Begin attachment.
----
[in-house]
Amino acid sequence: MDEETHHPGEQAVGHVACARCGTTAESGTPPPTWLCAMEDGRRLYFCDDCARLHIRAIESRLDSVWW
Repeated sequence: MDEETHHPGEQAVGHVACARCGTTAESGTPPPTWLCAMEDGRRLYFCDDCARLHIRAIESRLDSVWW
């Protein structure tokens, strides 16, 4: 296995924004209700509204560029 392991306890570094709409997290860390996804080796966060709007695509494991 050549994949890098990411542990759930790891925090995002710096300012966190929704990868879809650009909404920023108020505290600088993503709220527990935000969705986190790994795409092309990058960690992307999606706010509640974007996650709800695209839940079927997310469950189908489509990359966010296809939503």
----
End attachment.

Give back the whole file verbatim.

[in-house]
Amino acid sequence: MDEETHHPGEQAVGHVACARCGTTAESGTPPPTWLCAMEDGRRLYFCDDCARLHIRAIESRLDSVWW
Repeated sequence: MDEETHHPGEQAVGHVACARCGTTAESGTPPPTWLCAMEDGRRLYFCDDCARLHIRAIESRLDSVWW
């Protein structure tokens, strides 16, 4: 296995924004209700509204560029 392991306890570094709409997290860390996804080796966060709007695509494991 050549994949890098990411542990759930790891925090995002710096300012966190929704990868879809650009909404920023108020505290600088993503709220527990935000969705986190790994795409092309990058960690992307999606706010509640974007996650709800695209839940079927997310469950189908489509990359966010296809939503």